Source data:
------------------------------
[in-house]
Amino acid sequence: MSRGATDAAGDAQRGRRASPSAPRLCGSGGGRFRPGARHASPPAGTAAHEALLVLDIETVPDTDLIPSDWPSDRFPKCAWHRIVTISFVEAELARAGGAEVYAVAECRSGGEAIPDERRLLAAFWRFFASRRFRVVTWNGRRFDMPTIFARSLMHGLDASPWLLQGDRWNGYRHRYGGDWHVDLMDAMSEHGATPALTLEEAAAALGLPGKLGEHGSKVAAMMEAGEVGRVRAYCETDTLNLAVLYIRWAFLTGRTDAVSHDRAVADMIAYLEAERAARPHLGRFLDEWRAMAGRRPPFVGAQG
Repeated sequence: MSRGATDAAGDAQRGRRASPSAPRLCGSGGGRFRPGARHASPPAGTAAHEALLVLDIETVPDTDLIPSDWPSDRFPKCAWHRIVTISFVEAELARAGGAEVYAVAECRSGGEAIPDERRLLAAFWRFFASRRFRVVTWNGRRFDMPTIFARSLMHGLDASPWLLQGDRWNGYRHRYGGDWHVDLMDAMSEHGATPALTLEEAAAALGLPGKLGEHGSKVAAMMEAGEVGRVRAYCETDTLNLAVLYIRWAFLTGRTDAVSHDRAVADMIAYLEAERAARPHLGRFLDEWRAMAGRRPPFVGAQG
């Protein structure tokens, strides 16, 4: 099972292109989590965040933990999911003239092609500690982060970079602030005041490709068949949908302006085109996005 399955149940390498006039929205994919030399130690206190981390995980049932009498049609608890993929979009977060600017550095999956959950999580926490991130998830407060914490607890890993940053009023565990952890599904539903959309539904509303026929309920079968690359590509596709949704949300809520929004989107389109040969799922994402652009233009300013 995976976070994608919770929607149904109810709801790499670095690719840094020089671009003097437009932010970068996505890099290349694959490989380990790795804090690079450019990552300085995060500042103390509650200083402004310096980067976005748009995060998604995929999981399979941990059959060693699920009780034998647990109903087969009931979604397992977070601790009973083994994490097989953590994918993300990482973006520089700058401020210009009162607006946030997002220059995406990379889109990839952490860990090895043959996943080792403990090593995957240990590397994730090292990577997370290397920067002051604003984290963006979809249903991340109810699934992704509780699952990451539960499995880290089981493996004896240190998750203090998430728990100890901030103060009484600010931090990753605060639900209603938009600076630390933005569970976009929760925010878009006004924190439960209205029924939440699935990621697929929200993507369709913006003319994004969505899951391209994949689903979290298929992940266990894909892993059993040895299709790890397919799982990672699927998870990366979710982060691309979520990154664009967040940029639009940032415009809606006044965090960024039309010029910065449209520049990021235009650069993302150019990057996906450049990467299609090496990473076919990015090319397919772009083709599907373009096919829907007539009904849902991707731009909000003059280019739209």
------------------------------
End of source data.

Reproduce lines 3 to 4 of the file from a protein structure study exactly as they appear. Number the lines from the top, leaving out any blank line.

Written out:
Repeated sequence: MSRGATDAAGDAQRGRRASPSAPRLCGSGGGRFRPGARHASPPAGTAAHEALLVLDIETVPDTDLIPSDWPSDRFPKCAWHRIVTISFVEAELARAGGAEVYAVAECRSGGEAIPDERRLLAAFWRFFASRRFRVVTWNGRRFDMPTIFARSLMHGLDASPWLLQGDRWNGYRHRYGGDWHVDLMDAMSEHGATPALTLEEAAAALGLPGKLGEHGSKVAAMMEAGEVGRVRAYCETDTLNLAVLYIRWAFLTGRTDAVSHDRAVADMIAYLEAERAARPHLGRFLDEWRAMAGRRPPFVGAQG
């Protein structure tokens, strides 16, 4: 099972292109989590965040933990999911003239092609500690982060970079602030005041490709068949949908302006085109996005 399955149940390498006039929205994919030399130690206190981390995980049932009498049609608890993929979009977060600017550095999956959950999580926490991130998830407060914490607890890993940053009023565990952890599904539903959309539904509303026929309920079968690359590509596709949704949300809520929004989107389109040969799922994402652009233009300013 995976976070994608919770929607149904109810709801790499670095690719840094020089671009003097437009932010970068996505890099290349694959490989380990790795804090690079450019990552300085995060500042103390509650200083402004310096980067976005748009995060998604995929999981399979941990059959060693699920009780034998647990109903087969009931979604397992977070601790009973083994994490097989953590994918993300990482973006520089700058401020210009009162607006946030997002220059995406990379889109990839952490860990090895043959996943080792403990090593995957240990590397994730090292990577997370290397920067002051604003984290963006979809249903991340109810699934992704509780699952990451539960499995880290089981493996004896240190998750203090998430728990100890901030103060009484600010931090990753605060639900209603938009600076630390933005569970976009929760925010878009006004924190439960209205029924939440699935990621697929929200993507369709913006003319994004969505899951391209994949689903979290298929992940266990894909892993059993040895299709790890397919799982990672699927998870990366979710982060691309979520990154664009967040940029639009940032415009809606006044965090960024039309010029910065449209520049990021235009650069993302150019990057996906450049990467299609090496990473076919990015090319397919772009083709599907373009096919829907007539009904849902991707731009909000003059280019739209």